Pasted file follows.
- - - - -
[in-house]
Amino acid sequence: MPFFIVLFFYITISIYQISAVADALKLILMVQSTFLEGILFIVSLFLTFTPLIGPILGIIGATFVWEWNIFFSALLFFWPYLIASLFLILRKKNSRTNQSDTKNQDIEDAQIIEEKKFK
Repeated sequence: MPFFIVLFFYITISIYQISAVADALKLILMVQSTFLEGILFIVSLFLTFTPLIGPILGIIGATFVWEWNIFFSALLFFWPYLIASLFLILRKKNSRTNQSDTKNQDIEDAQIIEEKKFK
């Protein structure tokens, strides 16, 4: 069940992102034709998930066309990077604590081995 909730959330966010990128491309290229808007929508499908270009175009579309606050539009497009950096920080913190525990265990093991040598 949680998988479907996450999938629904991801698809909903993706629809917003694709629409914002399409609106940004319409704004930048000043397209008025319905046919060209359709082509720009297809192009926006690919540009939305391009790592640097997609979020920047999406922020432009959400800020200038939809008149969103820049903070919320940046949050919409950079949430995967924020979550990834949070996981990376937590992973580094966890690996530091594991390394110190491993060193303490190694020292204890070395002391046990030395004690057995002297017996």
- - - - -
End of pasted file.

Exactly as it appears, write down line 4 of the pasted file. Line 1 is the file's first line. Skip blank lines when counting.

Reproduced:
């Protein structure tokens, strides 16, 4: 069940992102034709998930066309990077604590081995 909730959330966010990128491309290229808007929508499908270009175009579309606050539009497009950096920080913190525990265990093991040598 949680998988479907996450999938629904991801698809909903993706629809917003694709629409914002399409609106940004319409704004930048000043397209008025319905046919060209359709082509720009297809192009926006690919540009939305391009790592640097997609979020920047999406922020432009959400800020200038939809008149969103820049903070919320940046949050919409950079949430995967924020979550990834949070996981990376937590992973580094966890690996530091594991390394110190491993060193303490190694020292204890070395002391046990030395004690057995002297017996």